Q. In order to make this an in-depth interview it would be helpful if you both told me something startling about yourself that you’ve never told anyone else; otherwise I will have to make it up.
COEN I have never had feeling in my toes. My uncle, Gen. Norman Schwarzkopf, once told me in confidence he had the same syndrome, leading me to believe it is genetic.
ALLEN I’m wanted for pederasty in Mongolia.
Q. I am told that Woody Allen has been saying his play has no redeeming social value, which is hard to believe because Woody is usually very modest. On the other hand I have no idea what redeeming social value is. What is your understanding of redeeming social value and which plays had it last season? (Plays from England don’t count.)
COEN I am a little foggy not just on “redeeming social value” but on what the play season is. I saw “Mamma Mia!” recently with the kids and am fairly confident that it didn’t have any. It’s the only play I’ve seen in the last few years, which may explain quite a bit about the nature of my contribution to our evening together. You, Elaine, said something very discerning along those lines after our first preview though I can’t now remember what it was.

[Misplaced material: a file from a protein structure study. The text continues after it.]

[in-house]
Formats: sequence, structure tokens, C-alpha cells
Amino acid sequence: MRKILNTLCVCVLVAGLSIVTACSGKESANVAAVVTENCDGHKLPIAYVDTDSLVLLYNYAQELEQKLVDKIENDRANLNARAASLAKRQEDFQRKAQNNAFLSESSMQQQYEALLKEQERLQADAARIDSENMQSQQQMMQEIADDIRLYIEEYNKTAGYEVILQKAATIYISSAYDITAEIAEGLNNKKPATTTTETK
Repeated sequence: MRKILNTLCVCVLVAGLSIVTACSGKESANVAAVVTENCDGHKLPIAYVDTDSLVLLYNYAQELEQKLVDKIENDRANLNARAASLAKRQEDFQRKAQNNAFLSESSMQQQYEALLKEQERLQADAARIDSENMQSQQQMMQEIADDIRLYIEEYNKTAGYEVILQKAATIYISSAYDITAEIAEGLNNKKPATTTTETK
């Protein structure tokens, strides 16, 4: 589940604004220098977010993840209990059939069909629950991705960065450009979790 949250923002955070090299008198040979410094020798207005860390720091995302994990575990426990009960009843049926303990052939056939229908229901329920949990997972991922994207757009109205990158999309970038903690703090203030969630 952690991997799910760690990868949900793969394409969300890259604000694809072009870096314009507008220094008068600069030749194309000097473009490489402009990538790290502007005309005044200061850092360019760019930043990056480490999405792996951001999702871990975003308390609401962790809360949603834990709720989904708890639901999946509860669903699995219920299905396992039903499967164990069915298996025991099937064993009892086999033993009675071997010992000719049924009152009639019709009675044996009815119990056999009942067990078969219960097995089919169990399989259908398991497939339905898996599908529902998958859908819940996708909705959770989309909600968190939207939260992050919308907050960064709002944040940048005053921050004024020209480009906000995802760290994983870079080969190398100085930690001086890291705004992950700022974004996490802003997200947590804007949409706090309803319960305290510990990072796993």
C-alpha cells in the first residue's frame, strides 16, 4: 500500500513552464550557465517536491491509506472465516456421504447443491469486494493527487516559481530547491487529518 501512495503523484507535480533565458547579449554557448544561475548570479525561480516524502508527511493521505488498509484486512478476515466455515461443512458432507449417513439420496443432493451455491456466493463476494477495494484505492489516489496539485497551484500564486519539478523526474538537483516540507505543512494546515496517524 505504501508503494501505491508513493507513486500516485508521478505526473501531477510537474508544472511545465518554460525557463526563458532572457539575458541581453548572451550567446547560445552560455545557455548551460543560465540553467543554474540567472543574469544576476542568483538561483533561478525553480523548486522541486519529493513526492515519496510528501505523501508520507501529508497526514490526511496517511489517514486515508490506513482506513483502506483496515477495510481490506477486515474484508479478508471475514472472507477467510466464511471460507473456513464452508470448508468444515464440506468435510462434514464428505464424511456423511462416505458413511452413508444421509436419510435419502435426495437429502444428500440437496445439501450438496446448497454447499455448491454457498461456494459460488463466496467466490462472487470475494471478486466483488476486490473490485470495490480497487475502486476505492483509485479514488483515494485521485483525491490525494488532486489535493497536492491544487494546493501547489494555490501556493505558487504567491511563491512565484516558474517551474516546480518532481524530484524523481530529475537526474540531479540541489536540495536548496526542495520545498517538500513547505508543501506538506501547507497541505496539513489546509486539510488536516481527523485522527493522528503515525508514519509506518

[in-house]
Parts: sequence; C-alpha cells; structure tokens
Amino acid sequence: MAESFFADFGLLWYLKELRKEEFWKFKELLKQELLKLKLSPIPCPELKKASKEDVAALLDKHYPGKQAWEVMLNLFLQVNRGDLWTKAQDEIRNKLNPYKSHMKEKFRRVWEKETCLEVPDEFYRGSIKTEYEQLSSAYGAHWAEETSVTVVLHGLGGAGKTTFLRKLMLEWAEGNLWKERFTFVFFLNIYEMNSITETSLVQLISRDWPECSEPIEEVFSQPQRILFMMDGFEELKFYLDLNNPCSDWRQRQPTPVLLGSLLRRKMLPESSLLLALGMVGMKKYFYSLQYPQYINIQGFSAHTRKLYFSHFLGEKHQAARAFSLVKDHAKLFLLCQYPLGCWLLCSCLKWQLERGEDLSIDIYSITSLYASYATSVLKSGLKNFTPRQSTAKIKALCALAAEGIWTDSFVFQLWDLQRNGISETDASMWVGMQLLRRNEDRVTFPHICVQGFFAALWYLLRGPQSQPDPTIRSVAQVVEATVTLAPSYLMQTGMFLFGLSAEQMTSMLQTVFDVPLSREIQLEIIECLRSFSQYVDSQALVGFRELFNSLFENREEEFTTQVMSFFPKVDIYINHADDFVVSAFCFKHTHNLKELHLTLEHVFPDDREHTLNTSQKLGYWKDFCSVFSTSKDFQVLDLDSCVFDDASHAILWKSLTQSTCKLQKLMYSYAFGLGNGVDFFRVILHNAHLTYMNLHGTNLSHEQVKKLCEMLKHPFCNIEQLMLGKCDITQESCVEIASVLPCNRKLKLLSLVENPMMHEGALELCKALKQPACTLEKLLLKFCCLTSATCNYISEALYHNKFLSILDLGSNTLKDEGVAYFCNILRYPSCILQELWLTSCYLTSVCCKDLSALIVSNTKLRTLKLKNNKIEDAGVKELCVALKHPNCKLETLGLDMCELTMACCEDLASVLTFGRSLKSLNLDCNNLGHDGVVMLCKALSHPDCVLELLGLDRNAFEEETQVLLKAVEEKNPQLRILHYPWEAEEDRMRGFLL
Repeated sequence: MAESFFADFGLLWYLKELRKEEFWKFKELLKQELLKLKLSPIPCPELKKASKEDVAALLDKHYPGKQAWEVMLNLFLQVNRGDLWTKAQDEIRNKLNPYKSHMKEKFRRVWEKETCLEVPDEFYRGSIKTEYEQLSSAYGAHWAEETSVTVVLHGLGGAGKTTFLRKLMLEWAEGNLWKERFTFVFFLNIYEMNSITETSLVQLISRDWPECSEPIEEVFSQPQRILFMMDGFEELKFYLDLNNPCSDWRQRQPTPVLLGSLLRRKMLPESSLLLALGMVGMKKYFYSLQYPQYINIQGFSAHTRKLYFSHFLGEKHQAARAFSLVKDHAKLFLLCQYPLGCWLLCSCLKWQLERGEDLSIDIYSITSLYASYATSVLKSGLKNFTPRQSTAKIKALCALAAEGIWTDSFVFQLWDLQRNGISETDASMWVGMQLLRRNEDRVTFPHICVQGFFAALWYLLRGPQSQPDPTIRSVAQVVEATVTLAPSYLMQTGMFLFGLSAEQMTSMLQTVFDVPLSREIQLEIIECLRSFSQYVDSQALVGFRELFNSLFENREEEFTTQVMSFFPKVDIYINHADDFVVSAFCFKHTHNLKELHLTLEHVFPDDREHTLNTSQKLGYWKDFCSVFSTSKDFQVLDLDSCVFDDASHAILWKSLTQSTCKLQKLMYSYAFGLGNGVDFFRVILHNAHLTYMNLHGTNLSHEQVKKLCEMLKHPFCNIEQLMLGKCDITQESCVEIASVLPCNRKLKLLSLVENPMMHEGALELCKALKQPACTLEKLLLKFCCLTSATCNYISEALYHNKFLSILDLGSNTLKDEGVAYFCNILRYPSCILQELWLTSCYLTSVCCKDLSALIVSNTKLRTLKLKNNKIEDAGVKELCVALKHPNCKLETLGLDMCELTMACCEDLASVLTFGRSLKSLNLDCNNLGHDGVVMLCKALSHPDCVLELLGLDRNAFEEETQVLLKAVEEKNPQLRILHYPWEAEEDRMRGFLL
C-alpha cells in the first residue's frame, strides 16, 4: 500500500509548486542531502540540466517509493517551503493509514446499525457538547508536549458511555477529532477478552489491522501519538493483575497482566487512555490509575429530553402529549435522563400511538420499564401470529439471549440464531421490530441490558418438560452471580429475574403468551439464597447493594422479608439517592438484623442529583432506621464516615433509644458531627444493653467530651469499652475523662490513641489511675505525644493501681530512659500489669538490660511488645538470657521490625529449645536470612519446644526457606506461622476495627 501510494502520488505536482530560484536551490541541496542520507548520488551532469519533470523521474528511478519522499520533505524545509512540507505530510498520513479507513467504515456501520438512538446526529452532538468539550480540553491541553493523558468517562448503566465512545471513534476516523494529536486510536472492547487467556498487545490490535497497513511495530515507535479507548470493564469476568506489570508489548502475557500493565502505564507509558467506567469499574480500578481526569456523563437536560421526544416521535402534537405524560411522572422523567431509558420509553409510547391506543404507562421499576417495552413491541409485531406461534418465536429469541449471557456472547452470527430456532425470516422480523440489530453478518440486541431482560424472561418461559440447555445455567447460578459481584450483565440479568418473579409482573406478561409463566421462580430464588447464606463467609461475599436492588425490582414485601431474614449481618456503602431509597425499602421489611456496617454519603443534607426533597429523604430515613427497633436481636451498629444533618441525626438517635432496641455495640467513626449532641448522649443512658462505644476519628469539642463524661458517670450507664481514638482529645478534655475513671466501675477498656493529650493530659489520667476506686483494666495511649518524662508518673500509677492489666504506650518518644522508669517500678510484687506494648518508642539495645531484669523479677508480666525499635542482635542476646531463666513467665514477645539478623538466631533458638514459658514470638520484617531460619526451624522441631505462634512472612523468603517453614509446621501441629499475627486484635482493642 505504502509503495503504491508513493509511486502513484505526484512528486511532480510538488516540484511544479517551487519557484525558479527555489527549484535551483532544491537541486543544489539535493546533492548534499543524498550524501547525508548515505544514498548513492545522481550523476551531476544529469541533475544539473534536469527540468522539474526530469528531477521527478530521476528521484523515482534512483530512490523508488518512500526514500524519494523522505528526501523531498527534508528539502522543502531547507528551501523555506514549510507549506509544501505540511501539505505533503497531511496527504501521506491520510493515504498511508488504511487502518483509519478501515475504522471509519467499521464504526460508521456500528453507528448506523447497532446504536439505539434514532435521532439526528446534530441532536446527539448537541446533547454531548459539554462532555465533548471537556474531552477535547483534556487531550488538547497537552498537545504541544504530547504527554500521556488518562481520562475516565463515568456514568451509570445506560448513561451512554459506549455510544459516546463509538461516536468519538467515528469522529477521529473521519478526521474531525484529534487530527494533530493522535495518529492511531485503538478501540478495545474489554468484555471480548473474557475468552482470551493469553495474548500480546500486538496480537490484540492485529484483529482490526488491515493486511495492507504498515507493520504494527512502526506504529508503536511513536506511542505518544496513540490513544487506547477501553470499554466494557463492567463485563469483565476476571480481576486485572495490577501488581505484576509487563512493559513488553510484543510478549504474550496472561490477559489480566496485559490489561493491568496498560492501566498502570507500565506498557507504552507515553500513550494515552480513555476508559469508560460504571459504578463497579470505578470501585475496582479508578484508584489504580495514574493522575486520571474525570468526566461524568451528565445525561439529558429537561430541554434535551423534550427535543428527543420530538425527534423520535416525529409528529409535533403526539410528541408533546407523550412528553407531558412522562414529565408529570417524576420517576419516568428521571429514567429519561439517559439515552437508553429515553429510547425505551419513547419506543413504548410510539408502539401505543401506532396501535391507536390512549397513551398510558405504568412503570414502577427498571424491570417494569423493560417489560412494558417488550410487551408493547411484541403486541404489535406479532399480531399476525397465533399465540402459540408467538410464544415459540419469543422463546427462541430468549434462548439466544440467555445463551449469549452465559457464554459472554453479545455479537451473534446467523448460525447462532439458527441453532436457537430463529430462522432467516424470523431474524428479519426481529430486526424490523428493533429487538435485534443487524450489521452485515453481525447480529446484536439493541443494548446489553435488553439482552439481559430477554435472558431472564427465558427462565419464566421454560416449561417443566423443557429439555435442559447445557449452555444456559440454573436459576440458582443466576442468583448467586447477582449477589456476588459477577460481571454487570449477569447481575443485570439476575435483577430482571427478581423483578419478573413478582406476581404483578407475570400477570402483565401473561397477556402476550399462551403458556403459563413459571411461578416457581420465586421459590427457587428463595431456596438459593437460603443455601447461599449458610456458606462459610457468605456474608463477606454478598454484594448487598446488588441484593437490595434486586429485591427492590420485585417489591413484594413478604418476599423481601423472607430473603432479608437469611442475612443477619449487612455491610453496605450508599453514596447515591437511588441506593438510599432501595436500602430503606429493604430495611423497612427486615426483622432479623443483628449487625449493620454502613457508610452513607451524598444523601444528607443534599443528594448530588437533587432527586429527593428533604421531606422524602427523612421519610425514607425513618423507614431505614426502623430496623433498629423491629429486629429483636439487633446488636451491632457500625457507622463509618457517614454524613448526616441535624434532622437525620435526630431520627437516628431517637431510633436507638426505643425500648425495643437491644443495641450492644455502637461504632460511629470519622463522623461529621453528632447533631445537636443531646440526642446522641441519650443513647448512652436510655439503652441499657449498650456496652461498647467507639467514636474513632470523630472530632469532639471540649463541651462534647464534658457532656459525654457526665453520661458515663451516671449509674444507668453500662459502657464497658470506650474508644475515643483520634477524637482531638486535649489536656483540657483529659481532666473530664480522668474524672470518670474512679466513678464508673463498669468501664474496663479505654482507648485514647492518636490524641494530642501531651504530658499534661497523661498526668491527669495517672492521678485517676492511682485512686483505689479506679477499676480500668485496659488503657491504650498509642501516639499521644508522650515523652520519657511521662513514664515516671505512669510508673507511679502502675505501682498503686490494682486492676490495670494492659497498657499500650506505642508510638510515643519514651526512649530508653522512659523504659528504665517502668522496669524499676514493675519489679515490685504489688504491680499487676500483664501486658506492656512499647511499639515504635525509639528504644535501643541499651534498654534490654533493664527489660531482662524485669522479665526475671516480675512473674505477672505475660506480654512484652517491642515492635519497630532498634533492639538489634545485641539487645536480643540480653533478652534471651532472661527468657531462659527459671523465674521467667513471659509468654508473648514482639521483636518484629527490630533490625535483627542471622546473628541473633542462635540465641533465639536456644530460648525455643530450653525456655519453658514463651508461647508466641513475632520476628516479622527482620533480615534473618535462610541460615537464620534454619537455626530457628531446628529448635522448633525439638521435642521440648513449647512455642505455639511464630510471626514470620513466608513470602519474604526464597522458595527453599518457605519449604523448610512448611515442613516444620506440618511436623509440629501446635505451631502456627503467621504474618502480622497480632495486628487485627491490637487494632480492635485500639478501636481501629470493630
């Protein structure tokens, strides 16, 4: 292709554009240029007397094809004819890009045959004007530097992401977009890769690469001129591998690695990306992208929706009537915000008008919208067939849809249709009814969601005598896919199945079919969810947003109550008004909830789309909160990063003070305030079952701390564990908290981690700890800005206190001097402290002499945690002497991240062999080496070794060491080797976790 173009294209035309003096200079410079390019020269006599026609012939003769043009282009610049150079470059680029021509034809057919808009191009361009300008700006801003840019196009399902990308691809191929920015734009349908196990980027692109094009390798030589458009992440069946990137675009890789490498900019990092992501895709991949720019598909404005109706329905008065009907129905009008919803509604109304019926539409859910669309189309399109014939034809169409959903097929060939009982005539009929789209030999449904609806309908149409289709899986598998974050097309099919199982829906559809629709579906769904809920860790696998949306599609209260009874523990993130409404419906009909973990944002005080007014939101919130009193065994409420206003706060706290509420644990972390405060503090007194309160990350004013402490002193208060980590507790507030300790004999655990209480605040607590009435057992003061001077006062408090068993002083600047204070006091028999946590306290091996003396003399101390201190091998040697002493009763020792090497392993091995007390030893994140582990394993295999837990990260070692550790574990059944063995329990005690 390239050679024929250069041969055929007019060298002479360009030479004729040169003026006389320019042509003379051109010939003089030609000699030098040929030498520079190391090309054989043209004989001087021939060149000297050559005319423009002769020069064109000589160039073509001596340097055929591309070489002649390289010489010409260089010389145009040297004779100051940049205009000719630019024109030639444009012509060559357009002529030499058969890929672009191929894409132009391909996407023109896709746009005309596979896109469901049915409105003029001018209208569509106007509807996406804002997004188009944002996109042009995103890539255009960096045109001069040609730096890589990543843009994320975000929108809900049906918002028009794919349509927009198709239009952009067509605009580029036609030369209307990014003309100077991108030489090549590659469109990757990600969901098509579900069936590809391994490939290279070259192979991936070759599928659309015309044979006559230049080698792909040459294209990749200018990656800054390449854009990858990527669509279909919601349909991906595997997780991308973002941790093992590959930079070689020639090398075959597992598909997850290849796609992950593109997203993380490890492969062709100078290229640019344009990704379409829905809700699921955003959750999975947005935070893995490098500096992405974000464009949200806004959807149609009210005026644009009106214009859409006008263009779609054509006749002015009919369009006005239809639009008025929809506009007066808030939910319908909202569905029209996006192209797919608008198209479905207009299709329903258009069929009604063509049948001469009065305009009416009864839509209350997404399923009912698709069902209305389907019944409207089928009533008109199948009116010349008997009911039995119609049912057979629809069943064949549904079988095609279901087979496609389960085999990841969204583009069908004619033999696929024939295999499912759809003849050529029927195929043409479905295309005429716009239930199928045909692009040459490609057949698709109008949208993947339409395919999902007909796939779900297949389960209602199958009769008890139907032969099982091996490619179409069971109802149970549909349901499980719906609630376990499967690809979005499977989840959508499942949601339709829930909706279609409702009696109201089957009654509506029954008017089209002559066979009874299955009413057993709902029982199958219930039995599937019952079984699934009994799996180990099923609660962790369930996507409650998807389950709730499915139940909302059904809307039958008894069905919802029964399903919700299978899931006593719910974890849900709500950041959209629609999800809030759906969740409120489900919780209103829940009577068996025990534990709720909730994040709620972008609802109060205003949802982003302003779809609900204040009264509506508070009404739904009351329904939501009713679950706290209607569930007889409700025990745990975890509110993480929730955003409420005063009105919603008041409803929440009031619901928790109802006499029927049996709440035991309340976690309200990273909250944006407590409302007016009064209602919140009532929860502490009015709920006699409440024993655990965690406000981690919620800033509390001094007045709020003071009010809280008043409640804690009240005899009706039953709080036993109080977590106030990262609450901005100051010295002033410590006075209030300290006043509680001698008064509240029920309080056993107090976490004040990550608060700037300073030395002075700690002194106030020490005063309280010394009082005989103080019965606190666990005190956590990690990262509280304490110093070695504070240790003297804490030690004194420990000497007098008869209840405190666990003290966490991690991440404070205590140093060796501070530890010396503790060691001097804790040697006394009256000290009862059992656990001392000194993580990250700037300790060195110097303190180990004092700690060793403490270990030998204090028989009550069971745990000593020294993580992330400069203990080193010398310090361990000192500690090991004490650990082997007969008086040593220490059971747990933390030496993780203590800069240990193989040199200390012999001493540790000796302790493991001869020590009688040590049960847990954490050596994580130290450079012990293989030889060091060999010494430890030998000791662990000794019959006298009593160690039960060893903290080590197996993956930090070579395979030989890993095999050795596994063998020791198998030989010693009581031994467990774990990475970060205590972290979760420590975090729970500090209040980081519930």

ALLEN Not only does my play have no redeeming social value, it has no entertainment value. I wrote this sprightly little one-acter only to test out my new paper shredder. If there is any positive message at all in the narrative it is that life is a tragedy filled with suffering and despair and yet some people do manage to avoid jury duty.
Q. What is the biggest secret you were told and asked not to repeat?
COEN See my answer to third question.
ALLEN That it’s not a surreal practical joke: those Republican presidential candidates you see lined up for their debates are actually the best minds the G.O.P. has to offer.
Q. Although we are all three comedy writers we are not the same. Ethan is dark-skinned and elusive, Woody is fair and seems both serene and alarmed, I am muscular and have breasts. Do you think these differences are reflected in our plays? If so, in what way?